THE Australian Press Council has upheld a complaint by Douglas Baggaley against The Northern Star over an article arising from the funeral of his mother.
The December 30 article, headed Baggaleys miss Byron funeral of grandmother, reported her two grandsons who were in jail did not attend. Half the article detailed the convictions of the grandsons for crimes committed in 2007.
Mr Baggaley said the article belittled his family at a time of deep loss and had outraged and insulted the family, their friends and the community. He demanded an apology from the newspaper.
In response the newspaper said it had privately apologised to Mr Baggaley’s 91-year-old father and had published some of the letters to the editor it had received critical of the article. It was the newspaper’s policy only to print apologies when it had published material that was incorrect.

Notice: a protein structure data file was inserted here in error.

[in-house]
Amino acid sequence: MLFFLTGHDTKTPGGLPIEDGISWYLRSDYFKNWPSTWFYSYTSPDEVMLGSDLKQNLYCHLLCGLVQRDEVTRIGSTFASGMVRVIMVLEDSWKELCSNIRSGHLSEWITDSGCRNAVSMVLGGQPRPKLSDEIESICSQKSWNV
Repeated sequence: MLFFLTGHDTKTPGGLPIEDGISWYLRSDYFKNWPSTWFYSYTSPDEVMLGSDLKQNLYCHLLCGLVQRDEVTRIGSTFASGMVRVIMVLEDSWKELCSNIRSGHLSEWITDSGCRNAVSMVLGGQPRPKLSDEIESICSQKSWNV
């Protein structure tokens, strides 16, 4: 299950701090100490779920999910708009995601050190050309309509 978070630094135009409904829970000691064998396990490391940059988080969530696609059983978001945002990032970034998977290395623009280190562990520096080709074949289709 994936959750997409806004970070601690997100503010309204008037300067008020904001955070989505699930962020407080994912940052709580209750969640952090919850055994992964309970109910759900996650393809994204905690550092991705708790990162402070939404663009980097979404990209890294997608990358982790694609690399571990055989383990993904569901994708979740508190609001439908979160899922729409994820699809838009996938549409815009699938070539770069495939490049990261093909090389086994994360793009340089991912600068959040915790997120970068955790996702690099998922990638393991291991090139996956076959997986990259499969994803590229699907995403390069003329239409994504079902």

The Council’s principles state news and comment should be presented honestly and fairly with respect for the privacy and sensibilities of individuals. This right should not be interpreted to prevent publication of matters of public record or significant public interest.
Mrs Baggaley’s grandsons certainly had attracted local and national publicity at the time of their convictions.
However, the Council believes the newspaper erred in gratuitously highlighting the grandsons and their criminal records at such length and in such detail that the article was clearly unbalanced and, as a result, unduly offensive to the family in a time of grief.
The newspaper’s failure to print any public expression of regret exacerbated the family’s grief.